Throttle Body Service
The owner’s manual suggests that you clean the intake side of the throttle body. While the belt is still off, it’s easy to take this intake tube off for an inspection.
We took a clean white rag and wiped the inside on this tube and the intake of the throttle body. We were surprised to find so much grime and dirt. When installing this tube be sure to connect the smaller tubing inside, behind the intake tube.
Chain case Service
Chain case oil change – this job on the REV-XP and REV-XR is more difficult when compared to the previous models. There is no longer a drain plug on the bottom of the chain case assembly. To make matters worse, this project sled had electric start and a mechanical reverse. This means taking apart the chain case would be a lot of work removing a battery and the reverse components. We tried something else; we removed the fill level plug. It has a strong magnet on the end of it to hold metal fragments and it is strong enough to hold a socket shown below.
We turned the sled on its side and the oil drained out the fill level hole. But, this method is messy, so get ready with some rags. We were surprised how well this worked, the clean up wasn’t as bad as you would think either. With the snowmobile back on its feet and level once again, we filled the chain case up with the recommended BRP synthetic oil. The synthetic oil has a longer life expectancy when compared to the standard mineral based chain case oil. The new oil came out very clean at the oil level hole telling us we had the proper level. Simply re-install the clean plug.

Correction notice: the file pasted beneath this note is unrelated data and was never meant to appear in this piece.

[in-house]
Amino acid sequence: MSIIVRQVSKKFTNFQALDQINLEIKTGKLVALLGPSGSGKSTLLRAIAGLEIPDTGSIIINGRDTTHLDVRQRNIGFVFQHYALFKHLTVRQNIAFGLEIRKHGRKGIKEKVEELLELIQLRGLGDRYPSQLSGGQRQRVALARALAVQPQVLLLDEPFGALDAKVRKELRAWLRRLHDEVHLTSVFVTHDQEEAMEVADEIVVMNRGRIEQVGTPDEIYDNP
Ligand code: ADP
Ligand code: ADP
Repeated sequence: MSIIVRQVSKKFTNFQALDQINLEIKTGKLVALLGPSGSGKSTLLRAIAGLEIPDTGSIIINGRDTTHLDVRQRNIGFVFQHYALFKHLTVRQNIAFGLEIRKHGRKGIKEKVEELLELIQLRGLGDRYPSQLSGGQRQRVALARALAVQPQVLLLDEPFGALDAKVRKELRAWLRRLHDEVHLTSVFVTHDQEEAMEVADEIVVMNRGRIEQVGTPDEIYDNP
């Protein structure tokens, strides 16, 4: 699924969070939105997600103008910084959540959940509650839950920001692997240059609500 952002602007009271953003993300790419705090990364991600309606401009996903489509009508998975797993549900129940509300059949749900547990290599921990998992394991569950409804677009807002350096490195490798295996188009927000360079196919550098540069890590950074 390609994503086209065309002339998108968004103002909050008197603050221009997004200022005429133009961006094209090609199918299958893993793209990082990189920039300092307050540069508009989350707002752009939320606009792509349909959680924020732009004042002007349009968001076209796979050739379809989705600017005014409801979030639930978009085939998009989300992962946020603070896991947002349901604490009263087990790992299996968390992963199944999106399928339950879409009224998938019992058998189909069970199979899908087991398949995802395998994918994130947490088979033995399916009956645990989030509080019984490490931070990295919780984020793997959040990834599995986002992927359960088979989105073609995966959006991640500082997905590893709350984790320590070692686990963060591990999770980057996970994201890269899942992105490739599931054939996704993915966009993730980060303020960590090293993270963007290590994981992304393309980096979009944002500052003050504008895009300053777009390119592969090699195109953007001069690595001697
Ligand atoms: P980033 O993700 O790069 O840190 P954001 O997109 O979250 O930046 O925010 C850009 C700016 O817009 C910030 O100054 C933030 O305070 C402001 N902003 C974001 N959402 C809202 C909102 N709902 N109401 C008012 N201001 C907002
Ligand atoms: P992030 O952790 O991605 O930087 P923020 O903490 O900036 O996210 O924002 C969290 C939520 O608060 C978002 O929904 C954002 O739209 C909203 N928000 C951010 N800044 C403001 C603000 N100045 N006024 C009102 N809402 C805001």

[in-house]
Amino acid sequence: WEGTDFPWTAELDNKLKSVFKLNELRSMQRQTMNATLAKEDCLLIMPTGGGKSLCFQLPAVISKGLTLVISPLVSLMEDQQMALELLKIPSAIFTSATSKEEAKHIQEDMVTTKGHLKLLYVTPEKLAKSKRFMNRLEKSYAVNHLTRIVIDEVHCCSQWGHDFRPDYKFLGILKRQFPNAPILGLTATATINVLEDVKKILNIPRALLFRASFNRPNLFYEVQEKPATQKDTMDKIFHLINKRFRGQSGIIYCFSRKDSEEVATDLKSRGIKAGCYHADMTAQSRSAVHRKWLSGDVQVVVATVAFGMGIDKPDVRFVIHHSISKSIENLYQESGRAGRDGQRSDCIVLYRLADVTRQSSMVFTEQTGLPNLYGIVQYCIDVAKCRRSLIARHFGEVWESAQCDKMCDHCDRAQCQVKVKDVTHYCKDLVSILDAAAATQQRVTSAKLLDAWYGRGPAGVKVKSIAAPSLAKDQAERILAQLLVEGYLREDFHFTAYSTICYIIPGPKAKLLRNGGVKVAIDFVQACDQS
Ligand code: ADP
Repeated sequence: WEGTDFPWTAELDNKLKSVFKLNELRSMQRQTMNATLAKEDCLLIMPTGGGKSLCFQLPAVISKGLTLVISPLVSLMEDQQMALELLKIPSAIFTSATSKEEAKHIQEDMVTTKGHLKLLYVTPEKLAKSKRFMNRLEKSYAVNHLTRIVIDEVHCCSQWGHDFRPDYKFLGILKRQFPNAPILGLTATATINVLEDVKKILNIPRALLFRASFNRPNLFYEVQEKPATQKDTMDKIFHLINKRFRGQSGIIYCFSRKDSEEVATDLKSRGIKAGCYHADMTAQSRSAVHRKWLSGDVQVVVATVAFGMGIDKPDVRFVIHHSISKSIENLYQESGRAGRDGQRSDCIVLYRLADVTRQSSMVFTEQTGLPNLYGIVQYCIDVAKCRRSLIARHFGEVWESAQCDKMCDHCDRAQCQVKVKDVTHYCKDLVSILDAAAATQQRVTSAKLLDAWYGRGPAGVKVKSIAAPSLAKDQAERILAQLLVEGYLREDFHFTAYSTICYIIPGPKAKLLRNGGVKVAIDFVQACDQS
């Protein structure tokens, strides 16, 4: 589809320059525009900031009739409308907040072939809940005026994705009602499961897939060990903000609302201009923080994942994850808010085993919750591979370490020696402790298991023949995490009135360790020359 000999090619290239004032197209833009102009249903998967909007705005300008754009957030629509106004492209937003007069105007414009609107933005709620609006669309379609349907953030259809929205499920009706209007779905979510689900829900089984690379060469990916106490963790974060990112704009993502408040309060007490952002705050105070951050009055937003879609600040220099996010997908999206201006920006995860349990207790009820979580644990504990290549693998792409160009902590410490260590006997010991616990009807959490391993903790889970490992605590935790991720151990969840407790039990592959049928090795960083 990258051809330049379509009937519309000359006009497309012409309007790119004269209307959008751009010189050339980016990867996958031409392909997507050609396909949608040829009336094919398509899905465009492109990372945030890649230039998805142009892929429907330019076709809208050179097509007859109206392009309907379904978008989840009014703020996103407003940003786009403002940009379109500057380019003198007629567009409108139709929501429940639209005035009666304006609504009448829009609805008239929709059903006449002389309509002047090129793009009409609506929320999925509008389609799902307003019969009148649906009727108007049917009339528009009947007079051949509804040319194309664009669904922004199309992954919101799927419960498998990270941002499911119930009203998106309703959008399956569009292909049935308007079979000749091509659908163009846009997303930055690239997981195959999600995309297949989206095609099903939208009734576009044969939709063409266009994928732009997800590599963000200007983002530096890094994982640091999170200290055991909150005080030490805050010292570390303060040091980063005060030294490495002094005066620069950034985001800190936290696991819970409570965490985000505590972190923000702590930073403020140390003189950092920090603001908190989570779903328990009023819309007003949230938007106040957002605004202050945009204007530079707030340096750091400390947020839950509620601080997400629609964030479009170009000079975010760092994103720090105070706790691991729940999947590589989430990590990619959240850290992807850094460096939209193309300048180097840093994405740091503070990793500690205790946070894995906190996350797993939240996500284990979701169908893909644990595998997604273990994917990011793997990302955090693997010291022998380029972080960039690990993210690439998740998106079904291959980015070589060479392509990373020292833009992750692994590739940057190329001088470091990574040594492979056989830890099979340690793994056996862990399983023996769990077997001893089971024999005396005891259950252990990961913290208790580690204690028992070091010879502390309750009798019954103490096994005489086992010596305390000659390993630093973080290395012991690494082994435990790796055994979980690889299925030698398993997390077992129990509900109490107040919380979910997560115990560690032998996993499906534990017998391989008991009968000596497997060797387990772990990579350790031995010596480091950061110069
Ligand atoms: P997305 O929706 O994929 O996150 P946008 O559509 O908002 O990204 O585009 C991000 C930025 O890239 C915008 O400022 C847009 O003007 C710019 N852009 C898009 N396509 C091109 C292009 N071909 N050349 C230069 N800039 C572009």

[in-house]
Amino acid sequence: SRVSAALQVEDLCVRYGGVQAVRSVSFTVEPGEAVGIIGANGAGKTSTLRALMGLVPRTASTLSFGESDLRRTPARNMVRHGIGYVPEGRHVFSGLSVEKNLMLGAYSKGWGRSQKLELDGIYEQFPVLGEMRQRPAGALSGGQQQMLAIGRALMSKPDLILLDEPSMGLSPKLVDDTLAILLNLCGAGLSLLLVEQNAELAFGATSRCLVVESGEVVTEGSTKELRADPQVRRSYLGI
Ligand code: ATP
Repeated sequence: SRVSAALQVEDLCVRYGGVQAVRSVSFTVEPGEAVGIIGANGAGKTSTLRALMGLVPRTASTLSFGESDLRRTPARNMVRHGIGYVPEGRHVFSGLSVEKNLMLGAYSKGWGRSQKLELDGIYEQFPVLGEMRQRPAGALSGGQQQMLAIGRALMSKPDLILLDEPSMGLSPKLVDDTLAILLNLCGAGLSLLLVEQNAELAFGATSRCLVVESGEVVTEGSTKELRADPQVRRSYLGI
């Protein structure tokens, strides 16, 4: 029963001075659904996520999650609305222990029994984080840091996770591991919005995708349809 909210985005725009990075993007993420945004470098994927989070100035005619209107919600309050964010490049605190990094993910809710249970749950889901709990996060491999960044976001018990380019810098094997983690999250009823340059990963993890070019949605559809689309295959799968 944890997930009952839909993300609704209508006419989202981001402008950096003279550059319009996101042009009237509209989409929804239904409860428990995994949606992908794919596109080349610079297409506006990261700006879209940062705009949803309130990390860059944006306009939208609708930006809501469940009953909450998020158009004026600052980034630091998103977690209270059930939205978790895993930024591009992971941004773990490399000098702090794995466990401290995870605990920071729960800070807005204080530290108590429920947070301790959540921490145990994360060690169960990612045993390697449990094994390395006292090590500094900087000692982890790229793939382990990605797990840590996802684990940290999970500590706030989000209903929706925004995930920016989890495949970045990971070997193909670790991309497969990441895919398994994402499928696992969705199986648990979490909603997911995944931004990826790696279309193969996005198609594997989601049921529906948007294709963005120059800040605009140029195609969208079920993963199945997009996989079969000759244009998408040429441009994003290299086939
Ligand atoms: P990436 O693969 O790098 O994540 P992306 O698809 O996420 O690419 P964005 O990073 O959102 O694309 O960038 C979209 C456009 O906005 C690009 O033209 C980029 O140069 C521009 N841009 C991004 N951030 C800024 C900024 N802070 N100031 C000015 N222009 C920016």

Rear Suspension Service
Now is a good time to check for worn parts. Since the rear skid on our project sled needed new sliders, we pulled out the rear suspension. When we saw that the factory only installs one limiter strap, we decided to add a second one to balance this rear suspension. To our way of thinking, if there are two straps this is proactive. If one strap breaks, the rear suspension will still operate the way that it should.
Installing new sliders is an easy operation and with a little WD 40 it’s even easier.
Having two people for this job helps – one pulling on the old slider and the other tapping it off with a hammer on the other end makes it a simple task. During our rear suspension inspection, we also noticed some of the idler wheels were loose. We noticed that the fasteners that hold the blocks to the rails were loose. This was a warranty issue for BRP in their first year. The alloy rivets are NOT strong enough to hold the idler wheel assemblies in place. We replaced these alloy fasteners with plated steel bolts and made them secure once again.
During the installation of the rear suspension, we found that a little piece of electrical tape wrapped around the bushings to hold them temporarily in place made the install much easier.
We finished this project off by removing half worn carbides from the Pilot skis and mounting them outboard, the same way these skis were used back in the earlier REV days. We installed fresh carbides in the center of these skis, which will certainly help steer this sled in the right direction.
Now with all this preventative maintenance this sled will have many miles of trouble free riding for next season. Plus, when that first snow comes, we’ll be ready to ride and enjoy!